Recent News
Imago Theatre
‘La Belle’: a beauty of a Beauty
Oregon ArtsWatch
Imago Theatre
Imago Theatre's 'Beauty and the Beast' tale gets an eye-popping, locally crafted makeover (review)
The Oregonian
Colin Currie
A striking performance from percussionist Colin Currie
Boston Globe
Colin Currie
Colin Currie brings probing mind and energetic technique to Pickman Hall
Boston Classical Review
Shai Wosner
Beethoven: Complete Cello Sonatas and Variations CD review – here's how to make Beethoven's huge structures work
The Guardian
Johannes Debus, Patricia Racette
A riveting Racette ignites in Met’s “Salome”
New York Classical Review
Wynton Marsalis, James Conlon, Giancarlo Guerrero, Miguel Harth-Bedoya, Eric Jacobsen, Mariss Jansons, Ludovic Morlot, David Robertson, Gene Scheer, Gil Shaham, Yo-Yo Ma, Branford Marsalis, Mason Bates, Silk Road Ensemble , Nashville Symphony , St. Louis Symphony Orchestra , The Knights , Patti LuPone, Georgia Jarman, Ian Bostridge, Nathan Gunn, Thomas Hampson, Lucas Meachem, Luca Pisaroni
2017 Grammy Nominees
Grammy Awards
JoAnn Falletta
How the Buffalo Philharmonic Orchestra Hit Its Stride
New York State of Opportunity
Colin Currie
Colin Currie provides the highlight in New World’s program of contemporary German music
South Florida Classical Review
Review: VOCES8's "Winter"

News archive »

Discovery Ensemble shines at Sanders

Courtney Lewis
Boston Globe

By Matthew Guerrieri

CAMBRIDGE - Elegance and energy seemed posited as opposite poles for the Discovery Ensemble’s second concert of the season, at Sanders Theatre on Sunday. It’s a false dilemma - the group and their conductor, Courtney Lewis, have made their reputation on demonstrating that extravagance and youthful brashness can be wholly complementary. But even the staged debate was diverting entertainment.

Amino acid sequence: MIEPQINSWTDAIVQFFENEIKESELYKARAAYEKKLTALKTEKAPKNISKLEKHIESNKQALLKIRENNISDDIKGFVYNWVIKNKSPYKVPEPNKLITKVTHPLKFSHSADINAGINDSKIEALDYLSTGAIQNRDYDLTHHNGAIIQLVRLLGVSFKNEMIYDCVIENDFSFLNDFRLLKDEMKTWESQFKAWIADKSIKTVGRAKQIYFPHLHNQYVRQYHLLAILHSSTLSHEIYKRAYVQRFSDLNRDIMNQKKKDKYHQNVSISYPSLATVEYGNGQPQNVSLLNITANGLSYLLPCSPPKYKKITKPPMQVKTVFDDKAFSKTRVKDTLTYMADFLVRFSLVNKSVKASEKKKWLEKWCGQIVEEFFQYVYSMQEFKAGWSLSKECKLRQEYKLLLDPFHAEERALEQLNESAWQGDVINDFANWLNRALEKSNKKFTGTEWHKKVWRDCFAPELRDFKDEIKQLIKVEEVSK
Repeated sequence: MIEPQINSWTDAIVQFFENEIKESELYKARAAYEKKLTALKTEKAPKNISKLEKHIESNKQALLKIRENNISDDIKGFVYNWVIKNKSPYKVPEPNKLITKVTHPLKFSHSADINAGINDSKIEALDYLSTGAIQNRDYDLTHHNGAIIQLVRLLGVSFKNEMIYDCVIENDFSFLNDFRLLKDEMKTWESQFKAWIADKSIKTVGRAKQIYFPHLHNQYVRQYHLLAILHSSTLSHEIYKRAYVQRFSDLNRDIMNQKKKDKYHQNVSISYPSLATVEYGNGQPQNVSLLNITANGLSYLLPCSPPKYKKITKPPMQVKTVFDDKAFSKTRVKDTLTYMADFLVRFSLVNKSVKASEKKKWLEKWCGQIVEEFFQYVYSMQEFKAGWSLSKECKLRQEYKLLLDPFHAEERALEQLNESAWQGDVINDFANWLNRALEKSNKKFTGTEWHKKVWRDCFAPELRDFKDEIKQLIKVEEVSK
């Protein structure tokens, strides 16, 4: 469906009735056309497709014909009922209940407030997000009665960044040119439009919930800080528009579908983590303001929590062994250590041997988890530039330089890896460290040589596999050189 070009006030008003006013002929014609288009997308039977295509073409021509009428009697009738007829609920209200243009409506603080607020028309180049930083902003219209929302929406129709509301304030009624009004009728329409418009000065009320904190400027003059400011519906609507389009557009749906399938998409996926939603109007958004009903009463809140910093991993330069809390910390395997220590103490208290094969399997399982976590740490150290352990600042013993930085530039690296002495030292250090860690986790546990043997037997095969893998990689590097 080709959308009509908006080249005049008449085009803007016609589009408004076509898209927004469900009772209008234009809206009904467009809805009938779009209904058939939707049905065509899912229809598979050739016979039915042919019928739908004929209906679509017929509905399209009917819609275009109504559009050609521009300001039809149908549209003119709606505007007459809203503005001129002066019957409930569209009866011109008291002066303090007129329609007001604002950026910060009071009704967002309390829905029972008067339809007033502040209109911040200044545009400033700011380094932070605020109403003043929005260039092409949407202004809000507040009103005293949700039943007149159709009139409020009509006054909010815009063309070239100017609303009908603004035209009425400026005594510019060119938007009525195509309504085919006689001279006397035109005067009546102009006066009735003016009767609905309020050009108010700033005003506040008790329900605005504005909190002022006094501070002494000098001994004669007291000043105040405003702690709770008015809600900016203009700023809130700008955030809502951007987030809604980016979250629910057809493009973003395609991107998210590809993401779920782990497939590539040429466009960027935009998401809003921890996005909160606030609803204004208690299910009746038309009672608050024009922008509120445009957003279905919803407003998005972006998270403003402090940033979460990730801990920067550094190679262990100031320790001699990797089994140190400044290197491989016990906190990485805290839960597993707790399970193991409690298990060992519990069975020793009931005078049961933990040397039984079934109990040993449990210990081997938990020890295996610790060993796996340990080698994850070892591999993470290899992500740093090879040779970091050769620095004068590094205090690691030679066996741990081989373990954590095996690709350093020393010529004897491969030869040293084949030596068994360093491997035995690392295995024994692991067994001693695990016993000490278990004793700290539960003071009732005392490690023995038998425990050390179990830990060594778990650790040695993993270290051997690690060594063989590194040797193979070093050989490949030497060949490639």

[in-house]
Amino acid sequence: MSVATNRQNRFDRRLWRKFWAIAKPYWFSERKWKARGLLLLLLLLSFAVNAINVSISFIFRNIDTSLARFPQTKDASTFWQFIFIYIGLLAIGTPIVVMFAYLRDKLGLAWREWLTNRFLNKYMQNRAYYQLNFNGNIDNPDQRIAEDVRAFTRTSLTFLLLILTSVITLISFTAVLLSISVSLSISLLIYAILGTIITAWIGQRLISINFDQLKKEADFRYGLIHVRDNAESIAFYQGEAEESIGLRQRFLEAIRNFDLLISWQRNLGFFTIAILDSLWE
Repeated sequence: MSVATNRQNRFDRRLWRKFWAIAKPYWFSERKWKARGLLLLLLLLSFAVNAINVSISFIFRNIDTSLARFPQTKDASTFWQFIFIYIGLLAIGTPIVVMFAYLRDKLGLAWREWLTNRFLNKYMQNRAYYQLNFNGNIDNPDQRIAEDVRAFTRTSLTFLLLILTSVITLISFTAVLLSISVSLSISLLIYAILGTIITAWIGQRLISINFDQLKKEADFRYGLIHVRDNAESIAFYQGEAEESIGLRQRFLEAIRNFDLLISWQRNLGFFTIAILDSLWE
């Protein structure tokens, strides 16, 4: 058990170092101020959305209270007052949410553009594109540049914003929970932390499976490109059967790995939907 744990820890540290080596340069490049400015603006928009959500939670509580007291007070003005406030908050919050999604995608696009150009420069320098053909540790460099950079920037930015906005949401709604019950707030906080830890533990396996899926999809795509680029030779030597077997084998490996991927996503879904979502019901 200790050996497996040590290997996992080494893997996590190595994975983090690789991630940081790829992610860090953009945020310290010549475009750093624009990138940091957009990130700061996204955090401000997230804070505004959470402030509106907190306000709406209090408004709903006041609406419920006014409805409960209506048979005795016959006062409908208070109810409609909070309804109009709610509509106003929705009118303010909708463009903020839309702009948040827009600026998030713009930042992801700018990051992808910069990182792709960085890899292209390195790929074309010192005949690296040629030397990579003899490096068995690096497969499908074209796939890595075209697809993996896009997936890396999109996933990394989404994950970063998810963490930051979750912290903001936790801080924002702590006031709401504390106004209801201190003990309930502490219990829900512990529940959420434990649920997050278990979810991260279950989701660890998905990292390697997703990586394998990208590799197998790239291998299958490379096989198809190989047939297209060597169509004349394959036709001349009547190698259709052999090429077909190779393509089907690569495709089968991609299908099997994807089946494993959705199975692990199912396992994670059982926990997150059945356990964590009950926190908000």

The group started strong. Their performance of Maurice Ravel’s “Ma mère l’oye’’ (the “Mother Goose’’ suite) was uncannily sure and smooth, every phrase floating in with velvety precision. The style invited attention to detail, and detail was lovingly attended to.

But the regard was consistently musical. The way Lewis and the ensemble shaped the suite’s final note, thoughtfully considered from attack to sustain to release, was indicative of the ravishing care.

“Khorovod,’’ a 15-player essay by the British composer Julian Anderson, borrows its name from Russian dance, and, as Lewis and the players demonstrated in brief live-action program notes, Anderson’s jargon is indebted to such folk influences.

But “Khorovod’’ also seems predicated on seeing how much rhythmic energy it can generate without choosing a groove to settle into. Most of the time, it was a smashing party - the hubbub of different timeframes rendered with insistent clarity. At a certain point, the performance and, perhaps, the piece, became saturated to the point that all that was left to go on was sheer density. But at least one was left hung over from an overload of imagination, rather than a paucity.

The first half’s contrasting threads were efficiently gathered in Aaron Copland’s Clarinet Concerto, which pairs a movement of airy Franco-American lyricism with one of bouncy, stylized dance (though, unlike Anderson, Copland neatly partitions his grooves, a bento box instead of mulligan stew).

Soloist (and Boston Symphony principal) William Hudgins put musical cleanliness next to musical godliness. And Franz Joseph Haydn’s Symphony No. 90 concluded the afternoon, in a performance eagerly shaking off any hypothetical Classical-era cobwebs.

The opening Allegro assai was a toboggan ride, the Andante was dispatched with comparative (and somewhat unwieldy) alacrity, and the Menuet was fairly hobnailed - the better, perhaps, to echo Anderson’s rusticity. The finale got big fast, but to have a conductor and ensemble with enough panache to sell Haydn’s false ending such that the audience is totally fooled - twice, no less - is, indeed, a welcome extravagance.